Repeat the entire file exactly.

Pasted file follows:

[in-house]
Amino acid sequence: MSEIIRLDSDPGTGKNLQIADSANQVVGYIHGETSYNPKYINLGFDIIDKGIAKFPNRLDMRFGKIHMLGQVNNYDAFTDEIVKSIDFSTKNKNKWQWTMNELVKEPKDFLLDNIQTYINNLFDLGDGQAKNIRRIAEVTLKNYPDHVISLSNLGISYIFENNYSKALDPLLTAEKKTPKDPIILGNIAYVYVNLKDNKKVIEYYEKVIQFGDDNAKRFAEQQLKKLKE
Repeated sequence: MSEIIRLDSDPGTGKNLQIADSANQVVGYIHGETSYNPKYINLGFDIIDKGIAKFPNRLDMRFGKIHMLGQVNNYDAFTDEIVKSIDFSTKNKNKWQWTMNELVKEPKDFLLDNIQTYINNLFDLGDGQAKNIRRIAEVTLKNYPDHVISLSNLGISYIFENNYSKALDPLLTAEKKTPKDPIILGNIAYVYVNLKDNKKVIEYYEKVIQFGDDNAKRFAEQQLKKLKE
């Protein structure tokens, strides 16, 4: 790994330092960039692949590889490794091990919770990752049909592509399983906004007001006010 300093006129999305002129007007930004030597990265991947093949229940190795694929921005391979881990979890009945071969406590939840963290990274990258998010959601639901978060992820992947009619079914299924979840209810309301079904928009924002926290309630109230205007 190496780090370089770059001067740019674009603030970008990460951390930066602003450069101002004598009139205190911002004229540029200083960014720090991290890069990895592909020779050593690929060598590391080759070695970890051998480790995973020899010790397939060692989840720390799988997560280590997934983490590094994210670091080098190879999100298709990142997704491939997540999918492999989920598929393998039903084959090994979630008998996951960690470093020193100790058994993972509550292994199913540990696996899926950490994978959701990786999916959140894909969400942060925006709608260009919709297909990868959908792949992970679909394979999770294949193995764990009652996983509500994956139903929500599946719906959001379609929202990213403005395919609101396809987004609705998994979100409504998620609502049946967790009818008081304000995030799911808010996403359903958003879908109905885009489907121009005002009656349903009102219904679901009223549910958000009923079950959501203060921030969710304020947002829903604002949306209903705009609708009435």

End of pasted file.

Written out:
[in-house]
Amino acid sequence: MSEIIRLDSDPGTGKNLQIADSANQVVGYIHGETSYNPKYINLGFDIIDKGIAKFPNRLDMRFGKIHMLGQVNNYDAFTDEIVKSIDFSTKNKNKWQWTMNELVKEPKDFLLDNIQTYINNLFDLGDGQAKNIRRIAEVTLKNYPDHVISLSNLGISYIFENNYSKALDPLLTAEKKTPKDPIILGNIAYVYVNLKDNKKVIEYYEKVIQFGDDNAKRFAEQQLKKLKE
Repeated sequence: MSEIIRLDSDPGTGKNLQIADSANQVVGYIHGETSYNPKYINLGFDIIDKGIAKFPNRLDMRFGKIHMLGQVNNYDAFTDEIVKSIDFSTKNKNKWQWTMNELVKEPKDFLLDNIQTYINNLFDLGDGQAKNIRRIAEVTLKNYPDHVISLSNLGISYIFENNYSKALDPLLTAEKKTPKDPIILGNIAYVYVNLKDNKKVIEYYEKVIQFGDDNAKRFAEQQLKKLKE
């Protein structure tokens, strides 16, 4: 790994330092960039692949590889490794091990919770990752049909592509399983906004007001006010 300093006129999305002129007007930004030597990265991947093949229940190795694929921005391979881990979890009945071969406590939840963290990274990258998010959601639901978060992820992947009619079914299924979840209810309301079904928009924002926290309630109230205007 190496780090370089770059001067740019674009603030970008990460951390930066602003450069101002004598009139205190911002004229540029200083960014720090991290890069990895592909020779050593690929060598590391080759070695970890051998480790995973020899010790397939060692989840720390799988997560280590997934983490590094994210670091080098190879999100298709990142997704491939997540999918492999989920598929393998039903084959090994979630008998996951960690470093020193100790058994993972509550292994199913540990696996899926950490994978959701990786999916959140894909969400942060925006709608260009919709297909990868959908792949992970679909394979999770294949193995764990009652996983509500994956139903929500599946719906959001379609929202990213403005395919609101396809987004609705998994979100409504998620609502049946967790009818008081304000995030799911808010996403359903958003879908109905885009489907121009005002009656349903009102219904679901009223549910958000009923079950959501203060921030969710304020947002829903604002949306209903705009609708009435």